When I was a student at Ball State University many years ago, there were few people with disabilities that I could turn to for advice, particularly when it came to securing a job once I graduated. In fact, I graduated from college and earned masters and legal degrees – all before the ADA became law. I’ve written before how the ADA allowed me as a young lawyer to meet with nearly all of my clients without concerns about accessible accommodations.
More than 20 years later, people with disabilities are able to physically access the proverbial meetings with clients, thanks in large part to the ADA. However, people with disabilities are unemployed – and underemployed – at a rate that is disproportionately higher than people without disabilities. Looking for and maintaining a job has proven more challenging and complex for all Americans, and people with disabilities are particularly feeling that pain.
That’s one of the many reasons why the team at the Bowen Center is helping the students we serve as part of The Disability Project step up their game. This semester, we will be offering a series of forums that will assist students with disabilities with how to make themselves marketable to future employers. We will teach them how to compete for and secure internships. We will connect them with the University’s Career Center. We will spend time helping them prepare a compelling resume. We’ll also explore and share strategies for succeeding in interviews.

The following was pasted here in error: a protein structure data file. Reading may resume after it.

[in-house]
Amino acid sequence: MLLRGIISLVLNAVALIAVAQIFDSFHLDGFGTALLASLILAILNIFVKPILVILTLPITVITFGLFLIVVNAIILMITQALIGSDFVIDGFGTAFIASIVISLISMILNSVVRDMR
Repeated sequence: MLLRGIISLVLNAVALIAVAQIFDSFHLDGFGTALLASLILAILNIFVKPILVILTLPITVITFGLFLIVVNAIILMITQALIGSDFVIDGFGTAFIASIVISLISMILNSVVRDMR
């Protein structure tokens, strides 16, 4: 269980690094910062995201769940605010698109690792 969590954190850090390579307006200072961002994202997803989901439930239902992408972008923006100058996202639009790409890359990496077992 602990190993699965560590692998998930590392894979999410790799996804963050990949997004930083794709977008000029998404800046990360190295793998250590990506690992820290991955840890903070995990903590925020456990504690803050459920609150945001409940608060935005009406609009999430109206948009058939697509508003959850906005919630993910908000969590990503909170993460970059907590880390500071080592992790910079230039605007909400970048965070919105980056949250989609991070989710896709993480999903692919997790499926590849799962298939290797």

Simply put, we’re going to help them learn how to help themselves find a job.
The students we work with, by the very nature of their circumstances, already are self-reliant and have proven their mettle in overcoming the obstacles of daily living. I have no doubt that they will continue to not just meet, but exceed, expectations. I’m looking forward to sharing more about their progress as they continue to make their way on the road to graduation, and ultimately, self sufficiency.